“The series is not simply about capturing criminals and righting injustice, but about resolving conflict and negotiating a complex web of social relationships to bring about harmonious resolutions – even if this sometimes involves letting someone who is criminally or morally culpable go free or, more likely, allowing them to commit suicide rather than face capture.”

- Ian MacDonald, “Introduction” (from The Curious Casebook of Inspector Hanshichi)

Un-Go is in a strange place as a detective show.  Western observers are dissatisfied – the mysteries are flimsy, they’re predictable, and worst of all, there’s a character who always solves some important question through magic!  How infuriating!  And rightfully so, if you’ve been raised on the deductive Holmesian school of tantei shosetsu.

But listen up, gumshoes.  There’s more to be uncovered.

This show is remarkably cosplay/merchandise-friendly.


Un-Go is a loose adaptation of a collection of stories by Sakaguchi Ango, called Meiji Kaika Ango Torimonocho, or Tales of Crime in the Meiji Era (more accurately, “Ango’s (Criminal) Case Files of Meiji Civilization” – but that’s horrid).  By writing historical crime fiction, Ango followed a tradition that traces back to Japan in the 1910s and 1920s, when readers were enthralled by Okamoto Kido’s stories of the “Japanese Sherlock Holmes,” Inspector Hanshichi.

Hanshichi mysteries are… different.  The author took heavy inspiration from Arthur Conan Doyle, but Kido’s great detective is no deductive mastermind: He solves cases through social connections and hard footwork, and he isn’t shy about using rough methods.  (In one tale, he threatens to beat a kid with his police truncheon.)  At first read, these cases don’t have the same primal, left-brain satisfaction of western mystery fiction.  Culprits come out of nowhere.  People confess to their crimes out of pressure, long before the evidence is stacked against them.

But it isn’t that the stories are inferior.  Rather, I’d say that The Curious Casebook of Inspector Hanshichi – and the Japanese mystery fiction that it inspired, like Ango’s – isn’t so much about solving cases than it is about illuminating human nature through crime.  The detective, then, is a societal magnifying glass.


Western fiction does this too, of course (especially since the heyday of “hard-boiled” detective stories in the 1950s).  But it’s interesting, isn’t it, that the very crux of Un-Go is Inga: a creature who has the power to literally force out the truth, who says outright that she exists in this world because she wants to know what stuff we’re made of.  She destroys mystery, yes, but it’s in pursuit of the elusive human spirit.

The mysteries may be weak, but Un-Go has hit the ground running with its character dynamics since the first episode.  And judging by the complex social webs that are now in place, this is where the show will shine.  This is why we should be watching.  I find it quite a thrill!

I look deep into your heart and soul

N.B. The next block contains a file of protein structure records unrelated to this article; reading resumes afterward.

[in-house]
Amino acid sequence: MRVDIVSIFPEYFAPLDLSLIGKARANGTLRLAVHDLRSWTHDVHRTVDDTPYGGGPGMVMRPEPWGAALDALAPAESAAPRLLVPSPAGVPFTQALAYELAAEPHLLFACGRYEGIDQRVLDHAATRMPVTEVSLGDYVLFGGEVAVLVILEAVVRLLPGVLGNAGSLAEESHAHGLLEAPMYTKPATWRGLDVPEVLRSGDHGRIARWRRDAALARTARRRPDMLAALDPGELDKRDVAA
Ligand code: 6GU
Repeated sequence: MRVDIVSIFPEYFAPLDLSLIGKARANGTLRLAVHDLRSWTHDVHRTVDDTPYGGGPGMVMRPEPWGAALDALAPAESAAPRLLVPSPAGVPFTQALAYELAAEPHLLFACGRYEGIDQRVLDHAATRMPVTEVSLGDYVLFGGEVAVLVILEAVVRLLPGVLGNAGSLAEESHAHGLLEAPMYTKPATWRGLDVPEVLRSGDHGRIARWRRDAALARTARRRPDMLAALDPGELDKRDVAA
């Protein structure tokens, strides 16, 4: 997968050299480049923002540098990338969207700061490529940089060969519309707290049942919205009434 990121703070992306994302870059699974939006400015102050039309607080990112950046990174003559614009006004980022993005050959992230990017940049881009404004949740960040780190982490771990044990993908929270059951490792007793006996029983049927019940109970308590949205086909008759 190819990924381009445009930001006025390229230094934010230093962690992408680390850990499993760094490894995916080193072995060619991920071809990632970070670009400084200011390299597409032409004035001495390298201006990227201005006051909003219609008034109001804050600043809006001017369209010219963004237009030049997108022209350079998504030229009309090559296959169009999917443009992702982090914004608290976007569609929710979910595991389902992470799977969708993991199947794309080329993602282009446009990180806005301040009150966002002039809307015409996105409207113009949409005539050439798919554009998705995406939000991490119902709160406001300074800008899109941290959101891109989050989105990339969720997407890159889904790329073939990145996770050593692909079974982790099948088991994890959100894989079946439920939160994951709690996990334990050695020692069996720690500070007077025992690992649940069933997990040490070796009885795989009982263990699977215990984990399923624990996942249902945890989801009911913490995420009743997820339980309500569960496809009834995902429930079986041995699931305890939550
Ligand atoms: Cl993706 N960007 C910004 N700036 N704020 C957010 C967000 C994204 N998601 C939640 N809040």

Make your wildest dreams come true
I got voodoo, I got hoodoo, I got things I ain’t even tried
And I’ve got friends on the other side
- Dr. Facilier, “Friends on the Other Side”

If there’s anything to learn from Dr. Faustus, it’s that sorcery is one big con job.

A confidence man isolates a mark.  He makes them feel like they’re committing a crime, or at least doing something that they can’t tell anyone about.  Then he tricks them out of something precious.  A conman could, for example, pretend that he’s been hit by someone’s car and demand a few hundred dollars “just to cover hospital fees,” which they’ll gladly pay over facing the risk of penalty.  Or how about the Nigerian Letter?

In the very best con games, the mark doesn’t even realize they’re being conned.  They think in some small way that their prayers have been answered.  At least for a while.

In the world of Mahou Shoujo Madoka Magica, magical girls become what they are by contracting with a supernatural patron, who bestows upon them a jewel containing their powers.  To maintain these jewels, magical girls must periodically sacrifice enemies called witches and use their “grief seeds.”  Combined with the many onscreen Goethe quotes, the devil’s deal theme is fairly explicit here.

But I’m also noticing that this system is an economy in miniature, with grief seeds as the resource and magical girls as the consumers.  Mami, the mentor figure, has already stated that this relationship between their power and their prey causes competition among magical girls.

So why go out of one’s way to recruit more?  Mami is making this too easy.  She says that this is dangerous work, but she neatly shields the girls from danger when they go on their practice run.  And in any case, all that the girls can think about is the wish that comes with their contract.  Become a magical girl, and you can make any dream come true!  How amazing!

It distracts them.  But of course it does.

Here’s what I think: The tea-sipping, ever-confident Mami is going to use her initial kindness and “you’re making this choice for yourself” sales pitch to lure Madoka into… something.  The girls are rubes, and the other shoe will eventually drop, but how badly off they will be depends on what’s really at stake.  That is, the real resource in this struggle may not be energy as such, but the information about where exactly that energy comes from.


She's got friends on the other side.

To put it another way, we need to keep asking: What are grief seeds made of? Because if the answer is “the broken dreams of magical girls,” then this affair takes on a whole new dimension of wrongness.

Further reading

Ten of the most famous confidence games, for your reading pleasure.

A thoughtful post from THAT Anime Blog about how lonely it all is.


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